SELIG CAHN, INC., v. ALSCHULER ET AL.
After a nine–day trial in the superior court findings were made and judgment followed.
The judgment (a) dissolved a joint adventure between plaintiff and defendant for the purchase of two parcels of city property and the improvement of the same; (b) settled, allowed and approved an accounting of the joint enterprise; (c) declared that there were no assets or liabilities and that the joint adventure resulted in a loss; (d) settled and adjusted all claims, liabilities and other matters in connection with it; (e) adjusted a balance due from defendant to plaintiff, and (f) enjoined and restrained the further prosecution of a case pending in the municipal court between the plaintiff and defendant involving the same issues.
From this judgment the defendant appeals on the judgment roll alone.
The findings are lengthy, but to understand this case, it is necessary to refer to some of them. The plaintiff was a widow conducting her business affairs through a corporate alter ego. The defendant was an employee of plaintiff.
Plaintiff and defendant made an agreement to purchase two city lots, and to construct thereon houses to be sold. Plaintiff was to provide the capital, and defendant was to use his best endeavors to prosecute the enterprise, and the profits, if any, were to be equally divided.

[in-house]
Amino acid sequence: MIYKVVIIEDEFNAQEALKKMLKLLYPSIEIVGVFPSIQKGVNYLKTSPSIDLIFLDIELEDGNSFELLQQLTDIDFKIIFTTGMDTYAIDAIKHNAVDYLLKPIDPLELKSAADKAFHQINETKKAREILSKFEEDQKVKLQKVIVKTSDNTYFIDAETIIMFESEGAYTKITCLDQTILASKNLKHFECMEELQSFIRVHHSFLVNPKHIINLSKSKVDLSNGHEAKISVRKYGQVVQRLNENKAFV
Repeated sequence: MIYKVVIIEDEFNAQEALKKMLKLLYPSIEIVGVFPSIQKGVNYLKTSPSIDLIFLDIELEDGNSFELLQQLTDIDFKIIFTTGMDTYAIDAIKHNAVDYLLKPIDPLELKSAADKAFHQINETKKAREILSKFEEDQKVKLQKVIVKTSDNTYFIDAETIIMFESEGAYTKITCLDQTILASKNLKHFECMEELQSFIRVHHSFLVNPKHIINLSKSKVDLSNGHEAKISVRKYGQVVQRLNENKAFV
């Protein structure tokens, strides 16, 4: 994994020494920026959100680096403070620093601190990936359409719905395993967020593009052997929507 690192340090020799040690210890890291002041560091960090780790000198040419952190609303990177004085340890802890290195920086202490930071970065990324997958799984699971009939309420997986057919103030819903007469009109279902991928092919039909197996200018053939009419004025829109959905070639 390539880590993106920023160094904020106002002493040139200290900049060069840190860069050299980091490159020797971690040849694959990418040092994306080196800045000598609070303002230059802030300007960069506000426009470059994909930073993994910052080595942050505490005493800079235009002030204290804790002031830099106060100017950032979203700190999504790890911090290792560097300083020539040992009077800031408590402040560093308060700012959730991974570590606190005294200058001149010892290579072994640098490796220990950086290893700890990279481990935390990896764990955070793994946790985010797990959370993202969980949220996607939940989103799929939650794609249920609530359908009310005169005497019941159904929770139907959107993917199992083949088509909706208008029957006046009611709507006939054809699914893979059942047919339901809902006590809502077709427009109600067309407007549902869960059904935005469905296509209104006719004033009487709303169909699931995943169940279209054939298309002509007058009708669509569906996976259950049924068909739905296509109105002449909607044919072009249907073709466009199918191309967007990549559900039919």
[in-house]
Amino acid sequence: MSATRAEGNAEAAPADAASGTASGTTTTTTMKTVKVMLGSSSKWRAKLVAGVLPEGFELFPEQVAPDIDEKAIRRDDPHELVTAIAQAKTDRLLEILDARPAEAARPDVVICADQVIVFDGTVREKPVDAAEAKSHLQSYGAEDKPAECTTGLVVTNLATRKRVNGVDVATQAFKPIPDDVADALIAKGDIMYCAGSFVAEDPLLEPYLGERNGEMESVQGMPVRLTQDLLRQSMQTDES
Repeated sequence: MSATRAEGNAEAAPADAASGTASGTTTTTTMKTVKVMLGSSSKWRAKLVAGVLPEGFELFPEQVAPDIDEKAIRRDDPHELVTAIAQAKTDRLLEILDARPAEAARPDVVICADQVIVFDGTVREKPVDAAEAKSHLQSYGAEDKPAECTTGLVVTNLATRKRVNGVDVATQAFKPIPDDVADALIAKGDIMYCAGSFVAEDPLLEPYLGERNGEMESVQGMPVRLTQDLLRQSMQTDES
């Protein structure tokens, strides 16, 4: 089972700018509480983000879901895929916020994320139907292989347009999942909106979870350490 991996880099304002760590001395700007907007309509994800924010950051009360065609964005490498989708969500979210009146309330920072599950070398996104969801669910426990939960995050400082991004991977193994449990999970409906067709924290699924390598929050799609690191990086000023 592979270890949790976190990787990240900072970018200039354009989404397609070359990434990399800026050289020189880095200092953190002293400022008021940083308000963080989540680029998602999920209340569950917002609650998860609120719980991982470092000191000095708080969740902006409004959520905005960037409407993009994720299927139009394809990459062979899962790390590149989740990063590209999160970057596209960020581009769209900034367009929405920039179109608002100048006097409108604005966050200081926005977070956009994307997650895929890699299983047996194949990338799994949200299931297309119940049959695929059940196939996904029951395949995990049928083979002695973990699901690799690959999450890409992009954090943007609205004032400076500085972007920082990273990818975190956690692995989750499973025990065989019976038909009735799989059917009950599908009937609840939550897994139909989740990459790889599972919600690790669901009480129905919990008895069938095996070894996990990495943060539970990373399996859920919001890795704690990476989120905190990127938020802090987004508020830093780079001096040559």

The real estate was purchased and improved in accordance with the agreement. One of the properties was sold at a profit of $1,779.73, whereupon the plaintiff paid the defendant $889.86, or one–half of the profit upon the first sale.
Then the parties quarreled. The plaintiff discharged the defendant from his employment with the corporation, and in addition took over the completion of the agreement relative to the two lots. Thereafter, the remaining property was sold, at a loss of $3,458.98, or a total net loss on the purchase, improvement and sale of the two parcels of $1,679.25. (Finding XV.)
Upon litigating their differences, the court found that the plaintiff was entitled to recover from the defendant $889.96, being one–half of the profit from the sale of the first parcel. The court also found that there was a total net loss on the purchase and sale of both properties of $1,679.25. Respondent argues that, based upon the findings, the judgment should have followed for the plaintiff for one–half of the net loss of $1,679.25, or $839.62, plus the advance of $889.86.
While findings should be liberally construed and a construction given to them if possible which will uphold rather than defeat the judgment (Ward v. Ward, 15 Cal.2d 234, 100 P.2d 773), a reviewing court may not attempt to reconcile irreconcilable findings. Randall v. Hunter, 66 Cal. 512, 6 P. 331. If one part of contradictory findings would support the judgment and another part would necessarily upset it, then the judgment must be reversed. Learned v. Castle, 78 Cal. 454, 18 P. 872, 21 P. 11. In an appeal upon the judgment roll alone, the appellate court may not disregard either of conflicting findings, and the judgment must be reversed. Rich v. Moss Beach Realty Co., 43 Cal.App. 742, 185 P. 859. See, also, Meyer v. White, 54 Cal.App. 293, 201 P. 801; Hull v. Ray, 80 Cal.App. 284, 251 P. 810; Canfield v. Security–First Nat. Bank, 13 Cal.2d 1, 87 P.2d 830, and Austin v. Harry E. Jones, Inc., 30 Cal.App.2d 362, 86 P.2d 379.
The judgment is reversed.
DRAPEAU, Justice pro tem.
YORK, P. J., and DORAN, J., concurred.